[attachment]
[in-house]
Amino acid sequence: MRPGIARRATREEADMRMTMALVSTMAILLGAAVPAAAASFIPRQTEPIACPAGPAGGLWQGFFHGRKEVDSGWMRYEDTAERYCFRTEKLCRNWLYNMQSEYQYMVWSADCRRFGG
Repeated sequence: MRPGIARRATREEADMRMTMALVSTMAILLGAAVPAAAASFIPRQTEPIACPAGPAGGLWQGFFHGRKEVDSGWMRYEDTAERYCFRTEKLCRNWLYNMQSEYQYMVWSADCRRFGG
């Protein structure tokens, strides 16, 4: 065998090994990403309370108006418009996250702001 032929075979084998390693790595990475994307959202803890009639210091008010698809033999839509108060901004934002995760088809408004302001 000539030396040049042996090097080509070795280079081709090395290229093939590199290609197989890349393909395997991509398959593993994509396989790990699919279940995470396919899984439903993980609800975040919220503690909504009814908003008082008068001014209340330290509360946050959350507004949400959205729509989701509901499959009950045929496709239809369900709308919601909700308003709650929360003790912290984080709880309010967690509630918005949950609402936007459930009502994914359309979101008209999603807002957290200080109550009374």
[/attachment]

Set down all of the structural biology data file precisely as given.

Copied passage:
[in-house]
Amino acid sequence: MRPGIARRATREEADMRMTMALVSTMAILLGAAVPAAAASFIPRQTEPIACPAGPAGGLWQGFFHGRKEVDSGWMRYEDTAERYCFRTEKLCRNWLYNMQSEYQYMVWSADCRRFGG
Repeated sequence: MRPGIARRATREEADMRMTMALVSTMAILLGAAVPAAAASFIPRQTEPIACPAGPAGGLWQGFFHGRKEVDSGWMRYEDTAERYCFRTEKLCRNWLYNMQSEYQYMVWSADCRRFGG
């Protein structure tokens, strides 16, 4: 065998090994990403309370108006418009996250702001 032929075979084998390693790595990475994307959202803890009639210091008010698809033999839509108060901004934002995760088809408004302001 000539030396040049042996090097080509070795280079081709090395290229093939590199290609197989890349393909395997991509398959593993994509396989790990699919279940995470396919899984439903993980609800975040919220503690909504009814908003008082008068001014209340330290509360946050959350507004949400959205729509989701509901499959009950045929496709239809369900709308919601909700308003709650929360003790912290984080709880309010967690509630918005949950609402936007459930009502994914359309979101008209999603807002957290200080109550009374």